Billberry ( botanical name Vaccinium myrtillus ) is a close relative of American blueberry. The plant grows in northern Europe, Canada, and the United States. The ripe berries are primarily used in modern herbal extracts as well as the leaves. Mostly are recommended for a wide range of common ailments like scurvy, infections in urinary tract, kidney stones and diabetes. The most reasonable application of the dried berry was in treating diarrhea (in decoction form) mainly by the Native Americans and as an aid to ease the birth.

They also used it as a preservative in order to decelerate their food from rotting. The plant’s most absurd use, was in the form of marmalade from bomber pilots in second world war, since it improved night vision and ensured a quick adaptability to darkness… Surprisingly modern research of bilberry was based on its use by British World War II pilots who ate the jam prior to bombing raids[1].

The particular berry exhibits a high synergy of multiple phytonutritients as polyphenols(anthocyanins,elagic acid,quercetin and catechins), sakylic acid, fibres, vitamins C,E and some of the Bcomplex(1,2), magnesium, potassium, manganese, iron and phytoestrogens.

It has a high concentration in antioxidants [10]. One portion provides as many antioxidants as five portions of carrots, apples and broccoli. The darker the berry, the higher the concentration in anthocyanosides. These particular antioxidants also possess ant-inflammatory properties. They act in conjunction with vitamin C and conduce in sustaining the connective tissues and strengthening the capillaries. Also to mention their anticoagulant action.

Anthocyanosides, this flavonoid complex in the plant enforces the functions and structure of the eye, in patients who suffer by night blindness[1,2,3,4]. In healthy volunteers no significant results were observed [5,6]. Preliminary research in humans had shown that it may prevent cataract [7] and can also help people with mild retinopathies ( macular degeneration and retinopathy)[8,9].

Since those antioxidants attain sustainability of connective tissue and capillaries, blood flow is improved in vessels and arteries. Hence, they obstruct the growth of vessels from diabetes[11].

In test tubes, bilberry is shown to prevent cholesterol from oxidizing[12]. This fact is said to prevent atherosclerosis. No human trials though, have justified that.

In experiments there is efficiency in treating ulcers, induced by, anxiety, stress, other pharmaceutical treatments and alcohol[14].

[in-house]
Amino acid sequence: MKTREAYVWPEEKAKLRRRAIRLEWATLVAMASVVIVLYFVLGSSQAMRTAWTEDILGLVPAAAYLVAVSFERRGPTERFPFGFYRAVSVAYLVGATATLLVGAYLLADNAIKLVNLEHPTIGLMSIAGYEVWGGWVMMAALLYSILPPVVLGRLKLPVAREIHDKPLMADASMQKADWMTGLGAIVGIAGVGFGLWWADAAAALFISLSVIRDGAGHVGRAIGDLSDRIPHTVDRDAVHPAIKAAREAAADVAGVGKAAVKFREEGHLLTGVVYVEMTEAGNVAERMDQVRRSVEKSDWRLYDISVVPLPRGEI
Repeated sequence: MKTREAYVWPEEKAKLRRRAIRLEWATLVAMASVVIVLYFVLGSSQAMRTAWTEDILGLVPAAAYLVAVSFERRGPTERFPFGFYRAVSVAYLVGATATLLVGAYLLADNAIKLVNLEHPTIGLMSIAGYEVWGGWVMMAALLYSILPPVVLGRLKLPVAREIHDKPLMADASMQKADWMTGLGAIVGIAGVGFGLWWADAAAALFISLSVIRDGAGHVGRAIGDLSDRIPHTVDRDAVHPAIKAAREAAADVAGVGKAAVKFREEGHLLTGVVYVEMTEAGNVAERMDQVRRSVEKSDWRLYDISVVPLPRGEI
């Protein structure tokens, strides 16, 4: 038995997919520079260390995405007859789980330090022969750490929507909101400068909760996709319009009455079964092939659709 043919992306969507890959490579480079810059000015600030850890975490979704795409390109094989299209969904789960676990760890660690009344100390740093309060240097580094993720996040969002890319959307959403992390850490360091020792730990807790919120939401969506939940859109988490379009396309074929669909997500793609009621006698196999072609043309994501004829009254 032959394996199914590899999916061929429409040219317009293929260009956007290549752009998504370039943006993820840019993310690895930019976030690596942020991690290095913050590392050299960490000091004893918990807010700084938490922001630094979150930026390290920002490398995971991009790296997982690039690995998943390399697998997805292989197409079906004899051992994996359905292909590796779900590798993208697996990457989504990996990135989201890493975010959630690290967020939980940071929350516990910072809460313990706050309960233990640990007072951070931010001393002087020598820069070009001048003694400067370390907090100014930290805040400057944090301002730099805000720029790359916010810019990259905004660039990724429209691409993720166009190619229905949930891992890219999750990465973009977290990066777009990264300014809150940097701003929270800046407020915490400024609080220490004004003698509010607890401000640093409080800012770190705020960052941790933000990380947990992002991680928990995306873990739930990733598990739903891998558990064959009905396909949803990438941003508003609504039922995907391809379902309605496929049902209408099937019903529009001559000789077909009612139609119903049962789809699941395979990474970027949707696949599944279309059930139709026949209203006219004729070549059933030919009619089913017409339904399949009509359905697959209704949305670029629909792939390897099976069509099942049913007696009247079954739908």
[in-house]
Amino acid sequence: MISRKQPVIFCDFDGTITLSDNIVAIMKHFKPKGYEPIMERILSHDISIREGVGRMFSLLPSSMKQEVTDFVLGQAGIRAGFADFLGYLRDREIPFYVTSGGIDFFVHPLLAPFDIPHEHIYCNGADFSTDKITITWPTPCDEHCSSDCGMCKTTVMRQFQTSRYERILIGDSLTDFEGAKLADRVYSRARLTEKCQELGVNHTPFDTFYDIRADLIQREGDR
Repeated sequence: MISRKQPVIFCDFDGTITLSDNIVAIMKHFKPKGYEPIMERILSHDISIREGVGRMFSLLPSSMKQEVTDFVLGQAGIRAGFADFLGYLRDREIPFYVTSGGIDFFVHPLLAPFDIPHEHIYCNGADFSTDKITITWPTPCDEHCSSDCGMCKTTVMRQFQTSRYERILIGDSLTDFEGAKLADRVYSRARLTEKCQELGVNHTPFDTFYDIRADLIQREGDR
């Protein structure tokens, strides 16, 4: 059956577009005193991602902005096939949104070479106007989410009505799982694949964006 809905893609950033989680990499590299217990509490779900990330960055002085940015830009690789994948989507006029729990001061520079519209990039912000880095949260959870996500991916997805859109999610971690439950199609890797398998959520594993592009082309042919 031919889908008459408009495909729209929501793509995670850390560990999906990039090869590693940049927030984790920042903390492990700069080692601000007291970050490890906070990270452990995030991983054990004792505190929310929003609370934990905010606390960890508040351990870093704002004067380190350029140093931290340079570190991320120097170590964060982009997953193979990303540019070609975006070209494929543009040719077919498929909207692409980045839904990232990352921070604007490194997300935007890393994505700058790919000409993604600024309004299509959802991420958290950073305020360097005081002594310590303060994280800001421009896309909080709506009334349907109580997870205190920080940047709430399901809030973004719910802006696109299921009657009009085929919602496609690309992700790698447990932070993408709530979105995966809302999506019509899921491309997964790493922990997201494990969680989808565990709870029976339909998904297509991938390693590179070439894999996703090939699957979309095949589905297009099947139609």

-Dose and directions-

It is recommended daily 20-60grams of the fruit. If possible try to combine it along with other berries to enhance their potentials. There are supplements(capsules) with billbery in standardized quantity of 20% in anthocyanosides. It is suggested 240-600mg daily[13]. Herbalists recommend traditionally the intake of 1-2ml of the herbal extract twice daily. As an ulcer preventative, 20-40mg of the extract is suggested three times daily or 2-4ml tincture(1:5) at the same frequency. Alternatively, half a cup of fresh berries.

-Contraindications and Warnings-

Use of blueberry in parallel with anticoagulants like warfarin, may lead to hemorrhage so extra caution is required.

Dear reader, as with all herbs and supplements, do not attempt any, if you are on any medication, unless you consult your GP first.

References :

1. Brown DJ. Herbal Prescriptions for Health and Healing. Roseville, CA: Prima Health, 2000, 47–54.
2. Sala D, Rolando M, Rossi PL, et al. Effect of anthocyanosides on visual performance at low illumination. Minerva Oftalmol 1979;21:283–5.
3. Jayle GE, Aubry M, Gavini H, et al. Study concerning the action of anthocyanoside extracts of Vaccinium myrtillus on night vision. Ann Ocul 1965;198:556–62 [in French].
4. Belleoud L, Leluan D, Boyer YS. Study on the effects of anthocyanin glycosides on the nocturnal vision of air controllers. Rev Med Aeronaut Spatiale 1966;18:3–7.
5. Zadok D, Levy Y, Glovinsky Y. The effect of anthocyanosides in a multiple oral dose on night vision. Eye 1999;13:734–6.
6. Muth ER, Laurent JM, Jasper P. The effect of bilberry nutritional supplementation on night visual acuity and contrast sensitivity. Altern Med Rev 2000;5:164–73.
7. Bravetti G. Preventive medical treatment of senile cataract with vitamin E and anthocyanosides: Clinical evaluation. Ann Ottalmol Clin Ocul 1989;115:109 [in Italian].
8. Perossini M, Guidi G, Chiellini S, Siravo D. Diabetic and hypertensive retinopathy therapy with Vaccinium myrtillus anthocyanosides (Tegens®): Double-blind placebo-controlled clinical trial. Ann Ottalmol Clin Ocul 1987;12:1173–90 [in Italian].
9. Scharrer A, Ober M. Anthocyanosides in the treatment of retinopathies. Klin Monatsbl Augenheikld Beih 1981;178:386–9.
10. Salvayre R, Braquet P, Perruchot T, DousteBlazy L. Comparison of the scavenger effect of bilberry anthocyanosides with various flavonoids. Proceed Intl Bioflavonoids Symposium, Munich, 1981, 437–42.
11. Boniface R, Miskulin M, Robert AM. Pharmacological properties of myrtillus anthocyanosides: Correlation with results of treatment of diabetic microangiopathy. In Flavonoids and Bioflavonoids, L Farkas, M Gabors, FL Kallay, eds. Ireland: Elsevier, 1985, 293–301.
12. Francesca Rasetti M, Caruso D, Galli G, et al. Extracts of Ginkgo biloba L. leaves and Vaccinium myrtillus L. fruits prevent photo induced oxidation of low density lipoprotein cholesterol. Phytomedicine 1997;3:335–8.
13. Brown DJ. Herbal Prescriptions for Health and Healing. Roseville, CA: Prima Health, 2000, 47–54.
14. Magistretti NJ, Conti M, Cristini A. Antiulcer activity of an anthocyanidin from Vaccinium myrtillus. Arzneim-Forsch. 1988;38:686–690.